Because Lin28a is normally expressed in muscle, a major organ for glucose processing, and because the Tg mice express 7-fold more Lin28a in muscle, we reasoned that over-expression in muscle might drive increased glucose uptake. We over-expressed Lin28a in C2C12 myoblasts, differentiated them for one week, and found increased 2-deoxy-D-[3H] glucose (2-DG) uptake relative to controls (Fig. 4j). In contrast, shRNA knockdown of Lin28a in C2C12 led to a reduction in labeled glucose uptake (Fig. 4k), demonstrating that Lin28a is both necessary and sufficient for enhanced glucose uptake in these cells. To identify mechanisms involved in growth and glucose metabolism, we performed whole genome mRNA expression analysis in five week old skeletal muscle. Using gene-set enrichment analysis [25, 26], we found that expression signatures associated with let-7 targets, hypoxia, and the Ras pathway were most significantly upregulated, while six of the fifteen most down-regulated sets involved oxidative phosphorylation or mitochondrial genes (Fig. 4). We hypothesized that increased glucose uptake, increased activity of hypoxia pathways and decreased oxidative phosphorylation represented an increase in glycolytic metabolism. To test this, we measured serum lactate and found that Lin28a Tg mice generated more of this glycolytic metabolite than WT controls after glucose challenge (Fig. 4m). Together, these data suggest that over-expression of Lin28a in skeletal muscle alters the metabolic state of the tissue, driving enhanced glucose uptake and favoring glycolytic metabolism. As the M2 isoform of pyruvate kinase (PKM2) drives glycolysis in embryos and cancer cells [27, 28], we asked if Lin28a might be activating Pkm2 in vivo. However, no Pkm2 RNA or protein was detected in skeletal muscle or liver of adult WT or Tg animals, excluding Pkm2 expression as a mechanism for increased glycolysis in the Lin28a Tg mice (data not shown).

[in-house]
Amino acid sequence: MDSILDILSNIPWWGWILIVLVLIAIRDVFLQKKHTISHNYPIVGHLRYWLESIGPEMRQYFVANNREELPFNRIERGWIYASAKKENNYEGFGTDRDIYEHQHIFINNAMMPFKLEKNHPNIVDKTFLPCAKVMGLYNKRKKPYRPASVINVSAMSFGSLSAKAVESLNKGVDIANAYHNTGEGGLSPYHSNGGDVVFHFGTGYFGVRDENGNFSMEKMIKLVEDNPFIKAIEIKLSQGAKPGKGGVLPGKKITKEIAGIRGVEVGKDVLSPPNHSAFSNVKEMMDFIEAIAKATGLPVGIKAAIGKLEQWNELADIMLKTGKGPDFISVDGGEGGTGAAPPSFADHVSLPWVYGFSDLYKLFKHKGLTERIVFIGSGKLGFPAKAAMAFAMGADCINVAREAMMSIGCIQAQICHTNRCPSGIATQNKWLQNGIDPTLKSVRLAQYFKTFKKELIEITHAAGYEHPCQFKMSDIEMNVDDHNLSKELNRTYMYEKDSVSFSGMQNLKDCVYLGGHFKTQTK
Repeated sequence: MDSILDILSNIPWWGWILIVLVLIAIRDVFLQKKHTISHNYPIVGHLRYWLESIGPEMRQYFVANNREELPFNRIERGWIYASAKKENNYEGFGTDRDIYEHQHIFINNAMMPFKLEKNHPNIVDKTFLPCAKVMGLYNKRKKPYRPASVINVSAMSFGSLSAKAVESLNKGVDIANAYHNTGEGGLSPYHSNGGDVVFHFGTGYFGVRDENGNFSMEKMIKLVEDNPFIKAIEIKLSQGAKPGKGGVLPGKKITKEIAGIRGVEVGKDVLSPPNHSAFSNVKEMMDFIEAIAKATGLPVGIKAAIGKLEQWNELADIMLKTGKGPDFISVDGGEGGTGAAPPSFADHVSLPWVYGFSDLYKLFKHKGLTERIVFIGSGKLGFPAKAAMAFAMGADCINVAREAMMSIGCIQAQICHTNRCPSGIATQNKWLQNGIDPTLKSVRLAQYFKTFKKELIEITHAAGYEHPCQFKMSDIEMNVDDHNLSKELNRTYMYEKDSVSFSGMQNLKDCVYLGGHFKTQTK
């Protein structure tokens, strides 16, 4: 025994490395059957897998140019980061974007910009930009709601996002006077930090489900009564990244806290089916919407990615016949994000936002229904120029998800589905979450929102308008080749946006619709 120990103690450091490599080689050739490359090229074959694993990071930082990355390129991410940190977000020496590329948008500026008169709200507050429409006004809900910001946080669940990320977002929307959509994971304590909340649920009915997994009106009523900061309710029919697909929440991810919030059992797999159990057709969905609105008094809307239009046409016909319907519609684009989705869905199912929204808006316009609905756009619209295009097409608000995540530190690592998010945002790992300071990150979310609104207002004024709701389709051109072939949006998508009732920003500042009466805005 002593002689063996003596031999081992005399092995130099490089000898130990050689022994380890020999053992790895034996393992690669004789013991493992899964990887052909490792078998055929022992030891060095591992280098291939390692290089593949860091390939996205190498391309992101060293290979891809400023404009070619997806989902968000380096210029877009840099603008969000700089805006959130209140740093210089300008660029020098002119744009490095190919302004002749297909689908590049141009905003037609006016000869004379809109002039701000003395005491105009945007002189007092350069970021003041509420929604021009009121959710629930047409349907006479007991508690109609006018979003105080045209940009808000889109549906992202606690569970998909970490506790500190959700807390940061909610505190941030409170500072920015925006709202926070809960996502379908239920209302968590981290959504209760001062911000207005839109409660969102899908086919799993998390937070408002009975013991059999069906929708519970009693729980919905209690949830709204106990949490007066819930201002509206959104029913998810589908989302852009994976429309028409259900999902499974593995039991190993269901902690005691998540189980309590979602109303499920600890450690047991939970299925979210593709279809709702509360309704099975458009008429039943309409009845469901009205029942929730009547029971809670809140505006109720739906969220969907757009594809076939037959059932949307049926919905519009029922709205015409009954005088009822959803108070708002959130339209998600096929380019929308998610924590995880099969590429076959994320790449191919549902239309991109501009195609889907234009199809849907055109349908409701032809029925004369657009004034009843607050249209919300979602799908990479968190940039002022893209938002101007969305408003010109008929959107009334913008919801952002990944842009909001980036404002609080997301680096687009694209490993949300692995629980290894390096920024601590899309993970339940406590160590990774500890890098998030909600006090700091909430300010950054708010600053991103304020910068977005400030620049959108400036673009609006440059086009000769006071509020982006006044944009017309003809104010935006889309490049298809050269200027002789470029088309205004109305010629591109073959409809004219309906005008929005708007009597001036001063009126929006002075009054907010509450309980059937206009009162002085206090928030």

Because GWAS-identified polymorphisms are typically associated with modest changes in gene or cis-regulatory activity, it is difficult to ascertain whether SNPs are associated with gain or loss-of-function effects. In contrast, knockout or transgenic mice often demonstrate either dramatic phenotypes like lethality or no phenotype at all, making it difficult to model human genetic variation. When induced by doxycycline, the Lin28a Tg mice succumb to gene hyperfunction. In the un-induced state, phenotypes associated with variation at the human LIN28B locus and in the loci of let-7 target genes were observed due to “leaky” expression that modestly alters Lin28a and let-7 levels. Although Lin28a also has let-7 independent functions, the fact that the let-7 targets DOTL1, HMGA2, and CDK6 are also associated with taller stature suggests that LIN28B acts through let-7 to affect height . Murine knockouts of many let-7 targets such as Hmga2, Igf2bp1, and Myc are runted, suggesting that larger body size could result from reduced let-7 suppression of its growth promoting targets [14-18]. In this mouse model, increased Lin28a in muscle results in a modest decrease of let-7 and a global increase in let-7 target gene expression (Fig. 4l). In C. elegans, loss of lin-28 results in precocious vulval differentiation and premature developmental progression [30, 31], while loss of let-7 leads to reiteration of larval stages and delayed differentiation . We show that Lin28a gain of function also leads to a delay in murine puberty. Although increased body size and pre-pubescent growth rate are correlated with earlier menarche in humans , the LIN28B alleles associated with later menarche were also linked to taller stature [2-5]. Our model predicts that hyperfunction of LIN28B in humans contributes to increased height and later menarche, and indicate that some heterochronic functions of this pathway are conserved from worm to human.
In heterochronic fashion, Lin28a may also coordinate the rapid growth and metabolism of early embryogenesis and in turn delay the phenotypes associated with adulthood. We found that Lin28a causes increased glucose utilization, a mechanism by which it might drive overgrowth in vivo. let-7 target oncogenes such as MYC and KRAS also have profound effects on metabolism [34, 35], as the anabolic demands of embryos or tumors must be met by a different type of metabolism. In cancer, this use of “aerobic glycolysis” is known as the Warburg Effect , a phenomenon that is just starting to be explored in embryonic development. The Lin28a Tg mouse represents an invaluable tool for sorting out the relationship between metabolism, growth, and developmental timing.